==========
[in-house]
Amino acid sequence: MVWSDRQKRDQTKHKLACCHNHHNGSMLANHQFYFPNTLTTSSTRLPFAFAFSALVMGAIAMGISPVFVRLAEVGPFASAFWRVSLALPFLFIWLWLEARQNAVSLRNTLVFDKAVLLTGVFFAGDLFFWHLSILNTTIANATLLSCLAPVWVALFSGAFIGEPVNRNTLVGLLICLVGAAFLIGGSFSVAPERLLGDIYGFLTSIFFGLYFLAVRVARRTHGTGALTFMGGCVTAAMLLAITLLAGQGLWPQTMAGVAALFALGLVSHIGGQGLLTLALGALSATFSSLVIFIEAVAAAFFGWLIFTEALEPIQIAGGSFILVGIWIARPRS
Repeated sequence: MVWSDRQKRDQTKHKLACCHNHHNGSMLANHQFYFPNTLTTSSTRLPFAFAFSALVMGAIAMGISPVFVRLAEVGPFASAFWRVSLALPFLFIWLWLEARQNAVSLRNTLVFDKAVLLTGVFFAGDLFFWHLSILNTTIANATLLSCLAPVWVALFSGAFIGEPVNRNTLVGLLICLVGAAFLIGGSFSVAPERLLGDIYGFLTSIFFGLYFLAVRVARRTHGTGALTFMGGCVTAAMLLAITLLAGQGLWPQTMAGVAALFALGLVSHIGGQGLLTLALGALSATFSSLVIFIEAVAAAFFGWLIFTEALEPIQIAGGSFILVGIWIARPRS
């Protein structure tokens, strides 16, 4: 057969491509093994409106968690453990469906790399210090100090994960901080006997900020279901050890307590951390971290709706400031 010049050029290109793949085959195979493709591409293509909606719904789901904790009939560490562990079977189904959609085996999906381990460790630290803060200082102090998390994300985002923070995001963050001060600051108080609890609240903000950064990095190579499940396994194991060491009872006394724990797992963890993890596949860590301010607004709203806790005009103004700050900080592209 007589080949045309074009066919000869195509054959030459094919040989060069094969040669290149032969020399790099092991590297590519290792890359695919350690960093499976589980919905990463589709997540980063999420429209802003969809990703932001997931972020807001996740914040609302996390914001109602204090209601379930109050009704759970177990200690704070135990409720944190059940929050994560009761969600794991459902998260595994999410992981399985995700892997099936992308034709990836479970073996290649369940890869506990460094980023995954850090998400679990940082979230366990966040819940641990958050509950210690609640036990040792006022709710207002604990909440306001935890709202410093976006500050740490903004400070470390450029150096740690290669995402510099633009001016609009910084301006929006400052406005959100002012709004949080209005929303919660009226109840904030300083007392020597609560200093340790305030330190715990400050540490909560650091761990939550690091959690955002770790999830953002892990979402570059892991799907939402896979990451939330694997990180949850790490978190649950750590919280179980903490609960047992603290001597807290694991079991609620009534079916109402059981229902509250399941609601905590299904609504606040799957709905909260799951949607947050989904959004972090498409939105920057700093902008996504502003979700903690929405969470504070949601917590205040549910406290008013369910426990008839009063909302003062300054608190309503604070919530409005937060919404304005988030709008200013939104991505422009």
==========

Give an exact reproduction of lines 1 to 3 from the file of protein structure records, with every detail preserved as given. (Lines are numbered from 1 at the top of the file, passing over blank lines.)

[in-house]
Amino acid sequence: MVWSDRQKRDQTKHKLACCHNHHNGSMLANHQFYFPNTLTTSSTRLPFAFAFSALVMGAIAMGISPVFVRLAEVGPFASAFWRVSLALPFLFIWLWLEARQNAVSLRNTLVFDKAVLLTGVFFAGDLFFWHLSILNTTIANATLLSCLAPVWVALFSGAFIGEPVNRNTLVGLLICLVGAAFLIGGSFSVAPERLLGDIYGFLTSIFFGLYFLAVRVARRTHGTGALTFMGGCVTAAMLLAITLLAGQGLWPQTMAGVAALFALGLVSHIGGQGLLTLALGALSATFSSLVIFIEAVAAAFFGWLIFTEALEPIQIAGGSFILVGIWIARPRS
Repeated sequence: MVWSDRQKRDQTKHKLACCHNHHNGSMLANHQFYFPNTLTTSSTRLPFAFAFSALVMGAIAMGISPVFVRLAEVGPFASAFWRVSLALPFLFIWLWLEARQNAVSLRNTLVFDKAVLLTGVFFAGDLFFWHLSILNTTIANATLLSCLAPVWVALFSGAFIGEPVNRNTLVGLLICLVGAAFLIGGSFSVAPERLLGDIYGFLTSIFFGLYFLAVRVARRTHGTGALTFMGGCVTAAMLLAITLLAGQGLWPQTMAGVAALFALGLVSHIGGQGLLTLALGALSATFSSLVIFIEAVAAAFFGWLIFTEALEPIQIAGGSFILVGIWIARPRS